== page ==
Sets the maximum number of simultaneous embryonic connections allowed per client, between 0 and 65535. A client is defined as the host that sends the initial packet of a connection (that builds the new connection) through the security appliance. If an access-list is used with a class-map to match traffic for this feature, the embryonic limit is applied per-host, and not the cumulative embryonic connections of all clients that match the access list. The default is 0, which allows unlimited connections. This keyword is not available for management class maps.

per-client-max n

Sets the maximum number of simultaneous connections allowed per client, between 0 and 65535. A client is defined as the host that sends the initial packet of a connection (that builds the new connection) through the security appliance. If an access-list is used with a class-map to match traffic for this feature, the connection limit is applied per-host, and not the cumulative connections of all clients that match the access list. The default is 0, which allows unlimited connections. This keyword is not available for management class maps.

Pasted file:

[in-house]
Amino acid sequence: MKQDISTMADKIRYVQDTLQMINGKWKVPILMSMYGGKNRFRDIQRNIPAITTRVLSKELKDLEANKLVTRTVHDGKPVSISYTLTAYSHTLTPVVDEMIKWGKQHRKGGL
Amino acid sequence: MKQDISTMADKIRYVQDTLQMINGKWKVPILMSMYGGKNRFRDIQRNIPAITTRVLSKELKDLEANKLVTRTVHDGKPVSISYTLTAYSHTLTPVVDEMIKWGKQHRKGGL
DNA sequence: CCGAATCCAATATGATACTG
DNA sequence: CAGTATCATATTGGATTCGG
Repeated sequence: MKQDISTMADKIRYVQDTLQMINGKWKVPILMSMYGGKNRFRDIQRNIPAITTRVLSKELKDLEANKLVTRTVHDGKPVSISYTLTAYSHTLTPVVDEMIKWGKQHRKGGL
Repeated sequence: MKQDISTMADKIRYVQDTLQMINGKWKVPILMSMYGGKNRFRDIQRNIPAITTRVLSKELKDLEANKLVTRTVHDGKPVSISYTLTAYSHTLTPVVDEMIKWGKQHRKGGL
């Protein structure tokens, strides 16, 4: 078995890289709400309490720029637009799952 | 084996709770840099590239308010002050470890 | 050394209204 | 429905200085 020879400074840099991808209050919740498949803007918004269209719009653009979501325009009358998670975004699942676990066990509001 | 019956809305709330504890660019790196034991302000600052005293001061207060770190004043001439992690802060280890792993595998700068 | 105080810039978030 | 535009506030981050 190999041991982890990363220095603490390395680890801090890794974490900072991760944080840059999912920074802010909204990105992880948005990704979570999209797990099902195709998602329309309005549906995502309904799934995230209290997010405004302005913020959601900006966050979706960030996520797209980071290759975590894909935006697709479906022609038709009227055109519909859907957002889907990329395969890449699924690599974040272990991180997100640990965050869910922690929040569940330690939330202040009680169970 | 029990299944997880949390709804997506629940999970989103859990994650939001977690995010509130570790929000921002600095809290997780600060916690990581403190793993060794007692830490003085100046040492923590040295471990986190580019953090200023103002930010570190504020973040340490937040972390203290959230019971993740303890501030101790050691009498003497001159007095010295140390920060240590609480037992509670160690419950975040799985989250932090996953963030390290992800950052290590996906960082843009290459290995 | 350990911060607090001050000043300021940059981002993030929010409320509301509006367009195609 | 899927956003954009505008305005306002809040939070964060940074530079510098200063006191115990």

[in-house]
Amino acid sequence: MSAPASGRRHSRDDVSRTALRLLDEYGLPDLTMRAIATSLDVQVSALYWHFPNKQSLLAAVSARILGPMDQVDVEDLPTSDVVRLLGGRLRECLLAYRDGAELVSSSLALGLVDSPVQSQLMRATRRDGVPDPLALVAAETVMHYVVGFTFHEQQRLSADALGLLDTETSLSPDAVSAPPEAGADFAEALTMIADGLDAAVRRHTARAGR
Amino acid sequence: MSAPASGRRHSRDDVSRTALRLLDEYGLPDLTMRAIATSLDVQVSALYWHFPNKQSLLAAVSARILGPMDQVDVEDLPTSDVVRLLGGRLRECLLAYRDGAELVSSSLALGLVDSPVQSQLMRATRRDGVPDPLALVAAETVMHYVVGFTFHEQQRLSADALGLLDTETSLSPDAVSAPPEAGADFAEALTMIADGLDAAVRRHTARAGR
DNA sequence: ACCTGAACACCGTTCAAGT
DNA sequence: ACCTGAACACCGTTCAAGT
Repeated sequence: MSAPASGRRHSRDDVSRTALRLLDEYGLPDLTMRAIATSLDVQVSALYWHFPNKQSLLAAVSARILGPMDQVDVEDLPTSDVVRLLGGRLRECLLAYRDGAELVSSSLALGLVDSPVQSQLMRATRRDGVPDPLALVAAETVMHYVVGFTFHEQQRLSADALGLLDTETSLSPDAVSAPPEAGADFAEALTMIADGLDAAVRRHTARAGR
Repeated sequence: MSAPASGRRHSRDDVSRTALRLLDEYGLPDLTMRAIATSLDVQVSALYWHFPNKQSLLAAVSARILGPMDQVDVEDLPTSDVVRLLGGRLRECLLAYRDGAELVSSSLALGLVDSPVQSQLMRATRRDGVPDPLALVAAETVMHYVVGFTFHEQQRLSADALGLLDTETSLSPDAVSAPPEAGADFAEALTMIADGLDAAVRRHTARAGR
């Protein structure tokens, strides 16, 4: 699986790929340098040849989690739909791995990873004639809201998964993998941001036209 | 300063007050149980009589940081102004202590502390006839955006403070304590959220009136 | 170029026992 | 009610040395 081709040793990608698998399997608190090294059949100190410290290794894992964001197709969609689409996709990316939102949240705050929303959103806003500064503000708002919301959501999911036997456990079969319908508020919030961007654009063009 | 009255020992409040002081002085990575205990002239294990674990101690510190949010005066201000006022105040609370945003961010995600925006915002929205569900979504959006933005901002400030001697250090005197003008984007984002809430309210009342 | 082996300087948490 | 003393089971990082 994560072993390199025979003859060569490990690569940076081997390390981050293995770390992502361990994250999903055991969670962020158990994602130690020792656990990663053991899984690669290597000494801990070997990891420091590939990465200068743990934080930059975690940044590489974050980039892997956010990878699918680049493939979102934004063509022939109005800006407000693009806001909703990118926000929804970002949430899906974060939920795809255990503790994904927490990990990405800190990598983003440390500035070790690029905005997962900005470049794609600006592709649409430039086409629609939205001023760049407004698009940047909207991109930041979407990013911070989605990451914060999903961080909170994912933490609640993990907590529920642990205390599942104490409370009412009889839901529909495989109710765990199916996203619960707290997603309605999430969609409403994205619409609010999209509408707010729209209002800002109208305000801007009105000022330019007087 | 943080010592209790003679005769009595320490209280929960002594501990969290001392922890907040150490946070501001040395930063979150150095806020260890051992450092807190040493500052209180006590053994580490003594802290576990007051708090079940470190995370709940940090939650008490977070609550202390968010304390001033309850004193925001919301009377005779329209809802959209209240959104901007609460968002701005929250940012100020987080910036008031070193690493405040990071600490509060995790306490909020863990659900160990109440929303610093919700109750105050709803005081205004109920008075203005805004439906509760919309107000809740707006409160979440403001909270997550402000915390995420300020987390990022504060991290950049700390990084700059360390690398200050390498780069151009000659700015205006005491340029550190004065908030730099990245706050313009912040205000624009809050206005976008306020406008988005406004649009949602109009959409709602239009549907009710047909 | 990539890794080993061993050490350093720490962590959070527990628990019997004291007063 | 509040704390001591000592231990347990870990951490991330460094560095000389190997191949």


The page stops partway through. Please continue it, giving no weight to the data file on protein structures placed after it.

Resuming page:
random-sequence-number {enable | disable}

Enable or disable TCP sequence number randomization. This keyword is not available for management class maps. See the "Usage Guidelines" section for more information.


Defaults

For the conn-max, embryonic-conn-max, per-client-embryonic-max, and per-client-max parameters, the default value of n is 0, which allows unlimited connections.

Sequence number randomization is enabled by default.

Command Modes

The following table shows the modes in which you can enter the command:

Command Mode
Firewall Mode
Security Context
Routed
Transparent
Single
Multiple
Context
System